After the festive break, everyone in the City is slowly settling back into work. The opening week of 2020 has been hectic already, with oil and gold prices rising and stocks falling in reaction to tension in the Middle East.
But what else are the financial experts and asset managers keeping an eye on for the year ahead?
Living in America
US equities were the best performing asset class in 2019, according to research by investment platform Fidelity, producing a total return of 25 per cent. The next best performers were global equities at 21 per cent, and real estate at 20 per cent. In fact, 2019 was the best year for US stocks since 2013.
So will US equities continue to outperform this year? Not necessarily. There’s a great deal of geopolitical uncertainty hanging over American stocks, such as whether the US-China trade war will be resolved, and how Iran will react to the drone strike that killed its top general Qasem Soleimani.
And then there’s the presidential election campaign and the question of whether Donald Trump will hold onto the White House in November.
“One issue that is not uppermost in investors’ minds currently, but will become increasingly so, is the election cycle in the US and the potential for a lot more domestic political noise in the US,” warns Jeremy Podger, portfolio manager of the Fidelity Global Special Situations Fund. “This, in turn, could mean that other parts of the global equity markets will become more attractive than the US.”
Land of the rising sun
One such region that may become more attractive is Japan. Its stocks produced a total return of 15 per cent for investors last year, according to Fidelity’s research.
This year, Naoya Oshikubo, senior economist at Sumitomo Mitsui Trust Asset Management, believes that the country’s economic growth will remain solid, boosted by the Olympics.
“The Tokyo Olympics and Paralympics will have a significant economic impact of around 32 trillion yen (approximately $29bn) — much bigger than the 2019 Rugby World Cup — boosting inbound and domestic tourist consumption,” he says.
“Among the sectors which are due to benefit from this global sporting event are manufacturing, in particular companies producing electrical equipment such as TVs, as well as the leisure sector with companies in the fitness business (such as gyms), dining services, and hotels expected to reap great rewards.”
Oshikubo tips Sony, which controls a large share of the high-end TV market, and NEC, a tech firm whose facial recognition system will be used for security at the Olympic games, as two companies set to benefit.
He also predicts that Japan’s equity market will increase in 2020, backed by solid corporate earnings growth.
“The stock market will also benefit from the Olympic games, as historic data shows that markets of countries hosting the games tend to rise,” he added. “In fact, since the 1984 Los Angeles Olympics, every host nation has seen higher share prices at the end of the year following the games compared to the year preceding. Japan should be no exception.”
Back in Britain
What about things back home? The performance of UK equities was similar to Japan, producing a total return of 15 per cent last year.
Of course, the UK has its own uncertainties to deal with, primarily focused around whether Prime Minister Boris Johnson will actually manage to “Get Brexit Done” and strike a trade deal with the EU this year. But beyond this political uncertainty, the economic picture for the UK has improved for 2020, according to Adam Avigdori, co-manager of BlackRock Income and Growth Trust.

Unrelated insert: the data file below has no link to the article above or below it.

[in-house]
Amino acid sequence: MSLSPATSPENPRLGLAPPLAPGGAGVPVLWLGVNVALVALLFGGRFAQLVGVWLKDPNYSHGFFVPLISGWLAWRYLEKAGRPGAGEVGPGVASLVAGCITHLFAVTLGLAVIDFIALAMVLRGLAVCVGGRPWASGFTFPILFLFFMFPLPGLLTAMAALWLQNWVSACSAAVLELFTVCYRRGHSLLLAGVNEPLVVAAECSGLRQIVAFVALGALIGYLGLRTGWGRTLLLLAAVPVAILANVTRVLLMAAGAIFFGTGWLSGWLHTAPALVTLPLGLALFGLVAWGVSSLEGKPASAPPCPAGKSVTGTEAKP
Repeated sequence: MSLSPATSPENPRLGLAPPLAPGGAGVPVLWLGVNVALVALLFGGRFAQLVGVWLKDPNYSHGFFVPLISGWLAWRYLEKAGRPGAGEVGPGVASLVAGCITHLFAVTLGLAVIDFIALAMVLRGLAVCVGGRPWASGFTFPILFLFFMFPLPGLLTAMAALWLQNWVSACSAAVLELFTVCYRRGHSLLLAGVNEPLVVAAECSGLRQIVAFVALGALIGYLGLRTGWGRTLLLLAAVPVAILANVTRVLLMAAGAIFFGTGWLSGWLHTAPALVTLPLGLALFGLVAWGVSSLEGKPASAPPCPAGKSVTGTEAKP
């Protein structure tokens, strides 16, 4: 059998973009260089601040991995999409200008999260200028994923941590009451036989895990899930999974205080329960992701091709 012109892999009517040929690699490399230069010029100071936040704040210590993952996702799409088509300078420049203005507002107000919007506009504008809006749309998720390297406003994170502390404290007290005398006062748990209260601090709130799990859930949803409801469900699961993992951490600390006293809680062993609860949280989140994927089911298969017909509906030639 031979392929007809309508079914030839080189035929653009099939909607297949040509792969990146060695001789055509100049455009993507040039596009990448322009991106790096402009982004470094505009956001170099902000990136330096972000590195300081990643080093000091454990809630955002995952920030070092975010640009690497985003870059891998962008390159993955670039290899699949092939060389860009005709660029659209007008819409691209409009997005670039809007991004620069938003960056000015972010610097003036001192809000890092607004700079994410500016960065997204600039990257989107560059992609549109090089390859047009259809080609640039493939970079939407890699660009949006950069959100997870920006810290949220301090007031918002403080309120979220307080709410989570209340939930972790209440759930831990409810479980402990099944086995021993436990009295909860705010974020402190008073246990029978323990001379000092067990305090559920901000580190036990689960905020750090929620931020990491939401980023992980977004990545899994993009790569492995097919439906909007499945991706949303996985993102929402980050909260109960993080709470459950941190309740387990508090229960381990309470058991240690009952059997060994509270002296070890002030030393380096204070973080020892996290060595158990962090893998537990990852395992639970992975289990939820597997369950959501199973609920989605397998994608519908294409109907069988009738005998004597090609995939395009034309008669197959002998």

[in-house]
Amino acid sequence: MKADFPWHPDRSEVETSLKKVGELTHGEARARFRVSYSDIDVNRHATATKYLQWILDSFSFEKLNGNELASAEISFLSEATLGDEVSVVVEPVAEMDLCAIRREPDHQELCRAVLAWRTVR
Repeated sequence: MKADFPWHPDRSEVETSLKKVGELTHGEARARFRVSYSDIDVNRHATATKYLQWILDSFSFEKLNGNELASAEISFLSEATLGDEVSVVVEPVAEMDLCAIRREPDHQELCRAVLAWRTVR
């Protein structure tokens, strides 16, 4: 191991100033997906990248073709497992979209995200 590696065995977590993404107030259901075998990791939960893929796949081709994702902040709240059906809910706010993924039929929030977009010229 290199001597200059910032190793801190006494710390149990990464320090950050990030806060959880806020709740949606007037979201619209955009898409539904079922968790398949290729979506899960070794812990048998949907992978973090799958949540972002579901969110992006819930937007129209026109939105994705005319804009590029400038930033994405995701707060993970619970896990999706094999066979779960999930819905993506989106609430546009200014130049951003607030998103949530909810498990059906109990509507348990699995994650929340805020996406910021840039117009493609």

“The employment market is strong, with underlying growth in both nominal and real wages for the first time in recent years. Combined with increasing fiscal spending, we believe the UK economic outlook is more encouraging,” he says.
The path less trodden
Away from the developed economies, emerging markets are also looking enticing to some investors.
Last year, emerging market equities produced a modest total return of about nine per cent, outperforming corporate and government bonds, as well as commodities.
Looking ahead, emerging markets offer potentially strong opportunities for long-term investors. Some stocks in this region are trading at low valuations and paying attractive dividends, according to Emily Fletcher, co-manager of BlackRock Frontiers Investment Trust.
“In terms of the regional outlook, we continue to like Latin America,” she adds.
“Meanwhile, the sentiment on the ground in China remains mixed with consumer activity doing well but industrial and trade indicators slowing. Despite the stimulus feeding through into the real economy, sentiment is affected by trade tensions and businesses remain hesitant to invest in this environment.”
The Roaring Twenties
While we’ve looked at a few specific regions, what about the markets as a whole? Global equities produced a total return of 22 per cent last year — a particularly stellar performance, but will it be repeated?
Not likely, according to some market analysts.
Last year’s outperformance was partly just a bounce back after the sharp sell-off seen in late 2018, argues Rupert Thompson, chief investment officer at Kingswood. He predicts that returns are likely to be considerably lower this year.
“The economic backdrop has undoubtedly improved, and we are expecting global growth to pick up,” he says. “However, the upturn will be modest and clear risks remain — not least on the geopolitical front, as highlighted by the latest ratcheting up of US-Iran tensions. Renewed growth in corporate earnings is likely to be needed if equity markets are to sustain further gains.”
Making predictions about the future can of course often prove to be a fool’s errand — crystal balls don’t work in real life. And even with all the data and analysis at hand, unforeseen events can rapidly upset markets.
What we do know is that the investment landscape in 2020 will be far from dull.
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